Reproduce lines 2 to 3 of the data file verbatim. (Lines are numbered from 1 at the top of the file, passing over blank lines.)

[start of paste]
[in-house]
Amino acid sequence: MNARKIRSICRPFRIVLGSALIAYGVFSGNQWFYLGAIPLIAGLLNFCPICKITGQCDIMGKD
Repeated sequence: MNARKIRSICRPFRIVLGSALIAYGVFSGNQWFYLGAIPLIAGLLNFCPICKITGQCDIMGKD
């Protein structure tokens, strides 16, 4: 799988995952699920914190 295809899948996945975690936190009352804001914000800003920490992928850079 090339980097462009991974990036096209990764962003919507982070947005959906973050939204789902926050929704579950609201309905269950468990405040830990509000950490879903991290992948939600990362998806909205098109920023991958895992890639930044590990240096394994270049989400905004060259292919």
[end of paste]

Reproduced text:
Amino acid sequence: MNARKIRSICRPFRIVLGSALIAYGVFSGNQWFYLGAIPLIAGLLNFCPICKITGQCDIMGKD
Repeated sequence: MNARKIRSICRPFRIVLGSALIAYGVFSGNQWFYLGAIPLIAGLLNFCPICKITGQCDIMGKD